You guys absolutely adore my Korean-inspired Quince Tea (MoGua) and so I thought I would team up with my friend once more and bring you another classic Korean dish – this Delicious Vegan Kimchi. This recipe took soooo much work to come up with the right consistency, and flavor combination. I wanted to ensure that it is not too spicy, not too sour, not too anything but just perfectly balanced 🤩.
I am going to be the first one to hold up my hand and say: “I did not know that Kimchi was not vegan 🤷🏼♀️”. Indeed, it is not. Kimchi is originally made with fish sauce and that is made of anchovies. I then googled how to best replace fish sauce and one of the options was to mix both dark and light soy sauce. That might work for some, but soy sauce is not gluten-free, and hence not suitable for this blog. Then I googled how to make a vegan fish sauce, but truthfully I could not be bothered to make a lengthy sauce “just” to make this Delicious Vegan Kimchi. You know me – quick and easy is my jam 😉. Besides, if I am already finding it to be a hassle… how can I ask any of you to follow into those steps/shoes?!
So, I went into the kitchen to experiment, and low and behold – I found the perfect combination. It is a mixture of tamari and the liquid in a caper glass. I know – sounds weird. But trust me – the difference to fish sauce is almost non-existent (confirmed by my husband when he had to test the flavor combinations at 6:15 am in the morning 🤣). This Kimchi can be eaten straight away and does not need any fermenting. But you could also put it into a jar, or a glass container, in the fridge in order for it to ferment a little bit.
Why is this Delicious Vegan Kimchi good for you?
Kimchi is a traditional Korean dish. There are literally hundreds of different types of recipes out there. Usually, it is made with some form of Chinese cabbage, garlic, Korean red chili powder, a little bit of ginger, and fish sauce. You can then also add in other flavors, such as scallions, grated carrot, or similar. Kimchi is oftentimes fermented (as mentioned, this recipe can also be eaten without fermentation). This fermentation and pickling process allowed for vegetables to be preserved through the winter months. I have written more about the benefits of fermentation, especially on our gut health, in my Homemade Sauerkraut post.
Kimchi can be a side dish on its own. But it also makes a great base for other recipes – hint hint – there may be one in the works of that kind for you as well 😉. The flavor of any Kimchi is obviously largely dependent on its final list of ingredients but it is meant to have a spicy taste, that mixes with sour, and umami flavors.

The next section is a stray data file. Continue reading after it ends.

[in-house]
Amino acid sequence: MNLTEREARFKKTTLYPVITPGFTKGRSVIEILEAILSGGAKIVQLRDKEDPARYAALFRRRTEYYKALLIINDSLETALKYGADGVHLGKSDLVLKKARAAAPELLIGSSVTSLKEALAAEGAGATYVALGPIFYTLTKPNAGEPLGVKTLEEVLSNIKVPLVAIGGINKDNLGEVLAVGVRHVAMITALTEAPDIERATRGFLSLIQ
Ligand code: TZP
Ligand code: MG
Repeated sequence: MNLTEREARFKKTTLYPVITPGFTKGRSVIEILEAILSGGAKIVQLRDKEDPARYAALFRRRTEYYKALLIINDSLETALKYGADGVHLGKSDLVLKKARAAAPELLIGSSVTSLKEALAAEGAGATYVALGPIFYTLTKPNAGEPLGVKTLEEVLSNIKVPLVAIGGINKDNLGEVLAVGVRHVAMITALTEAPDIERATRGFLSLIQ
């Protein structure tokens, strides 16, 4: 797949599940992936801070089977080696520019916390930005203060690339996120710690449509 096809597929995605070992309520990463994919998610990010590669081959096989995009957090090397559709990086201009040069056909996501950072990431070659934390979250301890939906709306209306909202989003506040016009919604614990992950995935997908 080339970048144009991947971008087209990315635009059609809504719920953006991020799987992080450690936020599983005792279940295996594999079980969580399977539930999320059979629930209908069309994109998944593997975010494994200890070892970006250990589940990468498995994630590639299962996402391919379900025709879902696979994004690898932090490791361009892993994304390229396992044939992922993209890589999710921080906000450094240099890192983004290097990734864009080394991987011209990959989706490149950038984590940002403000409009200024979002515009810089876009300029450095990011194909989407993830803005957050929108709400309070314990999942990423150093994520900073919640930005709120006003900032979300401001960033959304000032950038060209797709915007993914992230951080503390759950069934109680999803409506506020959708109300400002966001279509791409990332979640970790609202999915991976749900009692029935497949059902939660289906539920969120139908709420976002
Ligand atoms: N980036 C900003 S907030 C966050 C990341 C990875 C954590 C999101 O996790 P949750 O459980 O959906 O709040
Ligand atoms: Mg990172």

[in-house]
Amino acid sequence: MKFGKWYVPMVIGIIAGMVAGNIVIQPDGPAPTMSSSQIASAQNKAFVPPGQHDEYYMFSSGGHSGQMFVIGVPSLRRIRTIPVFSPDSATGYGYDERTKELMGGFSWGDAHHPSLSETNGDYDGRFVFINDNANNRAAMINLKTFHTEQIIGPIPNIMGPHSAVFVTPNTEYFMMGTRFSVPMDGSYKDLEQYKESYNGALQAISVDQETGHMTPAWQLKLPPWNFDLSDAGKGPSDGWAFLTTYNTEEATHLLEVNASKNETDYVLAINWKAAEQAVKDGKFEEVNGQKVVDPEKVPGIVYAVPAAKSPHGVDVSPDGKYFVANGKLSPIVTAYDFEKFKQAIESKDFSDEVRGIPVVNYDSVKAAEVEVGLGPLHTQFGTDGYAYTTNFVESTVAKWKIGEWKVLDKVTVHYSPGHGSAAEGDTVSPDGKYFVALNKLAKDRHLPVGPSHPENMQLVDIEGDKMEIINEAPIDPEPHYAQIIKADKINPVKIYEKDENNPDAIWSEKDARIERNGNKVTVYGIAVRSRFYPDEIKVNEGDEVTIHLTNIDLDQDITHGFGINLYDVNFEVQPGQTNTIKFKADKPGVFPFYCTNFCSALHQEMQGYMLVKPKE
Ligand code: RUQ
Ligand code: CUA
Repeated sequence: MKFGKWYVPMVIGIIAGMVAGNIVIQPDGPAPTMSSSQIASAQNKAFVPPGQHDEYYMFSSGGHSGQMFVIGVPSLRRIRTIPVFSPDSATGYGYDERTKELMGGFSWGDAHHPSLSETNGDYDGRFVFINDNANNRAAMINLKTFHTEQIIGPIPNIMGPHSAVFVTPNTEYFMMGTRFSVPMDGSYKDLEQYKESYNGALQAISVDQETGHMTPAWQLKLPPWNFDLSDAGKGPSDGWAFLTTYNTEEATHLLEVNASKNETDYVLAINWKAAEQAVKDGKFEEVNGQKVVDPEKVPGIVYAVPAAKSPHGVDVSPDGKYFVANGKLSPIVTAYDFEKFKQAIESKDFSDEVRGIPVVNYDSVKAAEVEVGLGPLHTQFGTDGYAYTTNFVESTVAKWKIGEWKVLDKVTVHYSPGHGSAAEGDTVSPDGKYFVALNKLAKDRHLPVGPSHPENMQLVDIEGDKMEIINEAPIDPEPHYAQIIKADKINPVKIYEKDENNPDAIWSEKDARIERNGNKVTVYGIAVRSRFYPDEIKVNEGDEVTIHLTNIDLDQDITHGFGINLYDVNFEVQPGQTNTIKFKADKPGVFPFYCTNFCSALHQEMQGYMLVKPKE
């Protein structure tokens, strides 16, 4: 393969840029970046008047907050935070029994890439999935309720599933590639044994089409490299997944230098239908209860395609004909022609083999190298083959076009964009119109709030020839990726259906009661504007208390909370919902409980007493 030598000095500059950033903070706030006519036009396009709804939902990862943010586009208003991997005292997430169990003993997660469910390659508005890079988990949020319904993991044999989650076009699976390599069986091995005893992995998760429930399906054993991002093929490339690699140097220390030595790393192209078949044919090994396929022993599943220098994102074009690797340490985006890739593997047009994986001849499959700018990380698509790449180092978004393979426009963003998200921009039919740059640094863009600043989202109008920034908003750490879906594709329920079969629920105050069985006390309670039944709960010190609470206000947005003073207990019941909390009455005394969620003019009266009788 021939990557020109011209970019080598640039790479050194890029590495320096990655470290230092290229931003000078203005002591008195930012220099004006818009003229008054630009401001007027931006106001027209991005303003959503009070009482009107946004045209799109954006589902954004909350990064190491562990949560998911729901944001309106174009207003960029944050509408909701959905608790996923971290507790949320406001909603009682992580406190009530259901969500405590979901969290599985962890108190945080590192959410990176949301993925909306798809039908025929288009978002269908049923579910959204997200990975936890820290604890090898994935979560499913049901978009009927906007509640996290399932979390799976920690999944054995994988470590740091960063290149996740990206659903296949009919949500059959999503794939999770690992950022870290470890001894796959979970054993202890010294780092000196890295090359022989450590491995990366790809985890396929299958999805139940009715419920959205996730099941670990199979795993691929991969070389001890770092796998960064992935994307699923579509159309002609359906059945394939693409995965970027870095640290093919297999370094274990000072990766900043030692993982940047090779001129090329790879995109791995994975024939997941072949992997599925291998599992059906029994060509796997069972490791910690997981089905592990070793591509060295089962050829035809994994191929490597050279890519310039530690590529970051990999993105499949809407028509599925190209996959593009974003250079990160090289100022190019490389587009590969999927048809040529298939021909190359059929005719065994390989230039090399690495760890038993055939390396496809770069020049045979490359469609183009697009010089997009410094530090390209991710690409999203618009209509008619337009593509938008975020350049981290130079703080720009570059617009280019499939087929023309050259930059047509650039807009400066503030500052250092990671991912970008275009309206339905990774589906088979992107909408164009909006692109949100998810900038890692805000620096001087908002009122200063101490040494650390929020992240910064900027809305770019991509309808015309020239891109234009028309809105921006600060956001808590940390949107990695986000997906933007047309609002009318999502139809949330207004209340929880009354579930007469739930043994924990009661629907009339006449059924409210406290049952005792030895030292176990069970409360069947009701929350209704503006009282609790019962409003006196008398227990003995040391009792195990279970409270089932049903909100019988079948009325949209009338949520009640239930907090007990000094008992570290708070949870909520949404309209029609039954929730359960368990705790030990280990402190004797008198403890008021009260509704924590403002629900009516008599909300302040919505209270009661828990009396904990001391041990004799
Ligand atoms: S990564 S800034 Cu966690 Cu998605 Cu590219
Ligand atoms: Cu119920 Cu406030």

In Korea, Kimchi is served at almost every meal. And why not? It adds a ton of flavor and is so beneficial for your overall gut health. And this is even before you add the “bonus” of fermentation on top. Cabbage is a cruciferous vegetable, which has an amazing health profile. They are stock-full of nutrients, vitamins, and antioxidants. The antioxidants in cabbages both help to lower inflammation, as well as potentially protect against cancer. Cruciferous vegetables are also fiber superstars, which further promote gut health. As we discussed many times on this blog, garlic is a powerhouse in terms of its nutritional value. It has antibacterial, antiviral, and has antibiotic properties. It also acts as an antioxidant in our bodies and is amazing for our heart health.
Korean Red Chili Powder (Gochugaru)
What is Korean Red Chili Powder (also called Gochugaru)? The first time I tested this recipe, I used “normal” cayenne powder, because I thought, how much can the difference be?! WRONG! Korean Red Chili Powder first creates a very different color in the final product. With cayenne, it simply did not develop this beautiful red hue. Also, Korean Red Chili Powder has a milder spiciness than cayenne or some other peppers. The difference is significant and ensures that the flavors of this Delicious Vegan Kimchi can balance and you do not simply taste “spice”. Do ensure that you source this from a well-stocked Asian market, or search your local online store for options. My friend kindly sourced it for me from one of her friends and it truly makes or breaks the dish 🥰.
How can I adjust this Delicious Vegan Kimchi to my dietary requirements?
This recipe is vegetarian, gluten-free, nut-free, and vegan. If you would like to make this dish paleo, simply swap the tamari for coconut aminos, and ensure that you are using a brand with no added chemicals on the capers.
And there you have it for this week 😍. I hope you enjoy this Delicious Vegan Kimchi. Thank you so much to my dear friend, and her mother who helped out a ton on this recipe 😘. Once you are familiar with this recipe – have a bit of a play around with it! You can check how long you like to ferment it, and/or what other ingredients you could potentially add. I am providing some ideas in the notes section of the recipe. As always – let me know how you get on by commenting below and rating the recipe! Happy Kimchi-making.